Cato Policy Analysis No.
October 22, 1997
Ten years ago this month, a controversial "concealed- carry" law went
into effect in the state of Florida. In a sharp break from the conventional
wisdom of the time, that law allowed adult citizens to carry concealed
firearms in public. Many people feared the law would quickly lead to
disaster: blood would literally be running in the streets. Now, 10 years
later, it is safe to say that those dire predictions were completely
unfounded. Indeed, the debate today over concealed-carry laws centers on the
extent to which such laws can actually reduce the crime rate.
To the shock and dismay of gun control proponents, concealed-carry reform
has proven to be wildly popular among state lawmakers. Since Florida
launched its experiment with concealed-carry in October 1987, 23 states have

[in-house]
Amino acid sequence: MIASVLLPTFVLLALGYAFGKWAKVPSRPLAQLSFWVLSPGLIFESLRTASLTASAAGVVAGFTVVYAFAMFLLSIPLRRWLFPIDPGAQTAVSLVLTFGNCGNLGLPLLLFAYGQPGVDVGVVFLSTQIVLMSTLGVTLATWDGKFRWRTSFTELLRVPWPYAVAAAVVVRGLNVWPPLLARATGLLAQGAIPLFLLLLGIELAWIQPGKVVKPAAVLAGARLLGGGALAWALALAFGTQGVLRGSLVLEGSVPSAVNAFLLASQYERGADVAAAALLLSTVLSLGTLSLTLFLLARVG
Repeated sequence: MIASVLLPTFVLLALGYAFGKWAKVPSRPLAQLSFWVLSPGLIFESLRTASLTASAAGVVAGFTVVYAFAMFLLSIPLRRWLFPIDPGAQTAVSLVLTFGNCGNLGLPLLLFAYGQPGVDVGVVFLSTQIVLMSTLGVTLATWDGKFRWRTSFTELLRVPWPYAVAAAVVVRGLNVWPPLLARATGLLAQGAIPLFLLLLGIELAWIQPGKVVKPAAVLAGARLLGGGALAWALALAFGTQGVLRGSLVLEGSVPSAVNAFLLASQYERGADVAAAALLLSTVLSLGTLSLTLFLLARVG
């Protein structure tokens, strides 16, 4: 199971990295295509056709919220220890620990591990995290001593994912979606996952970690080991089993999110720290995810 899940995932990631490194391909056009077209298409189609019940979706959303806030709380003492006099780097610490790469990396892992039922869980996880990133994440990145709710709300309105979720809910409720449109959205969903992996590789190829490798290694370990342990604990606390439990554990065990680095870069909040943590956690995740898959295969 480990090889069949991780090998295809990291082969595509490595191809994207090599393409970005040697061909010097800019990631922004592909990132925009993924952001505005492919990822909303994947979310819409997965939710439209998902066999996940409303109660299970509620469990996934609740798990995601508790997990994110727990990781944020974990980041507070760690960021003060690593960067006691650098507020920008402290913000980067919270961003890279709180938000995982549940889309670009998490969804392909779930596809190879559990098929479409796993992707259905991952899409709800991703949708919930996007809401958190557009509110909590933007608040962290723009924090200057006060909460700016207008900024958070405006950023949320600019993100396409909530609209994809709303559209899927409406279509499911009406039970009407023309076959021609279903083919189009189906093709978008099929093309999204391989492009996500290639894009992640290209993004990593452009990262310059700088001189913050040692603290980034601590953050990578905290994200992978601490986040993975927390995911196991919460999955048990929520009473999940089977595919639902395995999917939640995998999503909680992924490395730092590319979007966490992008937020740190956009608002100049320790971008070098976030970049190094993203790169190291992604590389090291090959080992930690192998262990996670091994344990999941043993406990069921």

enacted similar laws, with positive results.
Prior to 1987, almost every state in America either prohibited the
carrying of concealed handguns or permitted concealed-carry under a
licensing system that granted government officials broad discretionary power
over the decision to grant a permit. The key feature of the new
concealed-carry laws is that the government must grant the permit as
soon as any citizen can satisfy objective licensing criteria.
Concealed-carry reform reaffirms the basic idea that citizens have the
right to defend themselves against criminal attack. And since criminals can
strike almost anywhere at any time, the last thing government ought to be
doing is stripping citizens of the most effective means of defending
themselves. Carrying a handgun in public may not be for everyone, but it is
a right that government ought to respect.